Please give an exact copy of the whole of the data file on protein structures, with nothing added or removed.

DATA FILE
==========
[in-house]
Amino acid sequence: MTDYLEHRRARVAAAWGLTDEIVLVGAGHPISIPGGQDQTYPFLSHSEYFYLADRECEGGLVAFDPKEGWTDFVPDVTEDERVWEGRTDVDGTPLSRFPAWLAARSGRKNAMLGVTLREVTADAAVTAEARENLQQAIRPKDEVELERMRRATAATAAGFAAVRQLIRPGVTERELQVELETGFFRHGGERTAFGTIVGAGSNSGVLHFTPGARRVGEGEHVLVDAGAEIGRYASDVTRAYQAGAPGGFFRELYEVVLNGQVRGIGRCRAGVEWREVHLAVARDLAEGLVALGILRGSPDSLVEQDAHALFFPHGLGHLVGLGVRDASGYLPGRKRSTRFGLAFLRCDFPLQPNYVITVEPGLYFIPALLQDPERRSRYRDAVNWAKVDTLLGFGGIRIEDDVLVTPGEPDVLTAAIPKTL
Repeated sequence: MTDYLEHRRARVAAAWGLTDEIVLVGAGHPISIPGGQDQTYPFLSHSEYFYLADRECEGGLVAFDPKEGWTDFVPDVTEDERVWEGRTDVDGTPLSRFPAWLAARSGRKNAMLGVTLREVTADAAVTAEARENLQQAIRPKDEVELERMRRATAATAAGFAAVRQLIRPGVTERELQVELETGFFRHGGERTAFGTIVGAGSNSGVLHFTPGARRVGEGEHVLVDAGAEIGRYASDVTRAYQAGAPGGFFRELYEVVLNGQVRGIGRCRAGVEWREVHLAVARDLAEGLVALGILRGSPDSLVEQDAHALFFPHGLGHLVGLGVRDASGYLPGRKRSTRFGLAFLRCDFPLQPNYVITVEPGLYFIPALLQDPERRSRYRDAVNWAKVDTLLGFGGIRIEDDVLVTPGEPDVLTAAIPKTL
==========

[in-house]
Amino acid sequence: MTDYLEHRRARVAAAWGLTDEIVLVGAGHPISIPGGQDQTYPFLSHSEYFYLADRECEGGLVAFDPKEGWTDFVPDVTEDERVWEGRTDVDGTPLSRFPAWLAARSGRKNAMLGVTLREVTADAAVTAEARENLQQAIRPKDEVELERMRRATAATAAGFAAVRQLIRPGVTERELQVELETGFFRHGGERTAFGTIVGAGSNSGVLHFTPGARRVGEGEHVLVDAGAEIGRYASDVTRAYQAGAPGGFFRELYEVVLNGQVRGIGRCRAGVEWREVHLAVARDLAEGLVALGILRGSPDSLVEQDAHALFFPHGLGHLVGLGVRDASGYLPGRKRSTRFGLAFLRCDFPLQPNYVITVEPGLYFIPALLQDPERRSRYRDAVNWAKVDTLLGFGGIRIEDDVLVTPGEPDVLTAAIPKTL
Repeated sequence: MTDYLEHRRARVAAAWGLTDEIVLVGAGHPISIPGGQDQTYPFLSHSEYFYLADRECEGGLVAFDPKEGWTDFVPDVTEDERVWEGRTDVDGTPLSRFPAWLAARSGRKNAMLGVTLREVTADAAVTAEARENLQQAIRPKDEVELERMRRATAATAAGFAAVRQLIRPGVTERELQVELETGFFRHGGERTAFGTIVGAGSNSGVLHFTPGARRVGEGEHVLVDAGAEIGRYASDVTRAYQAGAPGGFFRELYEVVLNGQVRGIGRCRAGVEWREVHLAVARDLAEGLVALGILRGSPDSLVEQDAHALFFPHGLGHLVGLGVRDASGYLPGRKRSTRFGLAFLRCDFPLQPNYVITVEPGLYFIPALLQDPERRSRYRDAVNWAKVDTLLGFGGIRIEDDVLVTPGEPDVLTAAIPKTL